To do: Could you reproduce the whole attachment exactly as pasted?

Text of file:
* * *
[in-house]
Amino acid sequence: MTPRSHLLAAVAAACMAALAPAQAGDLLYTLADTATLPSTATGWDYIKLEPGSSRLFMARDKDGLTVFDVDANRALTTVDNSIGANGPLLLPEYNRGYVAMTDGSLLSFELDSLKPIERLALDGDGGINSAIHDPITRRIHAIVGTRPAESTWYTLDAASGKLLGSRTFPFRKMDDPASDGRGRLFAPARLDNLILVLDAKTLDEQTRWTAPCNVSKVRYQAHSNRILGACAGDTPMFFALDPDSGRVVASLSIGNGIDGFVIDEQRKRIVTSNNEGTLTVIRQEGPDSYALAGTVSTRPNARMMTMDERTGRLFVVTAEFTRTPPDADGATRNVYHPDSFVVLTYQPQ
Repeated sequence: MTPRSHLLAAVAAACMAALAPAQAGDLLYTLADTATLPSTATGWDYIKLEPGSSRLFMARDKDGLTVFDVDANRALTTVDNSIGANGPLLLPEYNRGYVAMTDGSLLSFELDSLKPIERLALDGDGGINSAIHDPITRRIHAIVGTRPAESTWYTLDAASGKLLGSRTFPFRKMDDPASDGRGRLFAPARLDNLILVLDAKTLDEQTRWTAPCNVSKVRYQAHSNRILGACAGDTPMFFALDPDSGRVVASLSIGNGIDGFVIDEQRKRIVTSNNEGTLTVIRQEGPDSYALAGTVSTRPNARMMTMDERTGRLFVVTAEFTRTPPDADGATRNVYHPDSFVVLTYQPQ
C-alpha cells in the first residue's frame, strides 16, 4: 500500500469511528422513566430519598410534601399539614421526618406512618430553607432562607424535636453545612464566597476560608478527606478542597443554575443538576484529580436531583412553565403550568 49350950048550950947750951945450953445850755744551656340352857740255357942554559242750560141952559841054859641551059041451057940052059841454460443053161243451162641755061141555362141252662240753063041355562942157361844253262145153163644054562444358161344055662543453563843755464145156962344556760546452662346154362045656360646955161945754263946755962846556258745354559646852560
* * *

[in-house]
Amino acid sequence: MTPRSHLLAAVAAACMAALAPAQAGDLLYTLADTATLPSTATGWDYIKLEPGSSRLFMARDKDGLTVFDVDANRALTTVDNSIGANGPLLLPEYNRGYVAMTDGSLLSFELDSLKPIERLALDGDGGINSAIHDPITRRIHAIVGTRPAESTWYTLDAASGKLLGSRTFPFRKMDDPASDGRGRLFAPARLDNLILVLDAKTLDEQTRWTAPCNVSKVRYQAHSNRILGACAGDTPMFFALDPDSGRVVASLSIGNGIDGFVIDEQRKRIVTSNNEGTLTVIRQEGPDSYALAGTVSTRPNARMMTMDERTGRLFVVTAEFTRTPPDADGATRNVYHPDSFVVLTYQPQ
Repeated sequence: MTPRSHLLAAVAAACMAALAPAQAGDLLYTLADTATLPSTATGWDYIKLEPGSSRLFMARDKDGLTVFDVDANRALTTVDNSIGANGPLLLPEYNRGYVAMTDGSLLSFELDSLKPIERLALDGDGGINSAIHDPITRRIHAIVGTRPAESTWYTLDAASGKLLGSRTFPFRKMDDPASDGRGRLFAPARLDNLILVLDAKTLDEQTRWTAPCNVSKVRYQAHSNRILGACAGDTPMFFALDPDSGRVVASLSIGNGIDGFVIDEQRKRIVTSNNEGTLTVIRQEGPDSYALAGTVSTRPNARMMTMDERTGRLFVVTAEFTRTPPDADGATRNVYHPDSFVVLTYQPQ
C-alpha cells in the first residue's frame, strides 16, 4: 500500500469511528422513566430519598410534601399539614421526618406512618430553607432562607424535636453545612464566597476560608478527606478542597443554575443538576484529580436531583412553565403550568 49350950048550950947750951945450953445850755744551656340352857740255357942554559242750560141952559841054859641551059041451057940052059841454460443053161243451162641755061141555362141252662240753063041355562942157361844253262145153163644054562444358161344055662543453563843755464145156962344556760546452662346154362045656360646955161945754263946755962846556258745354559646852560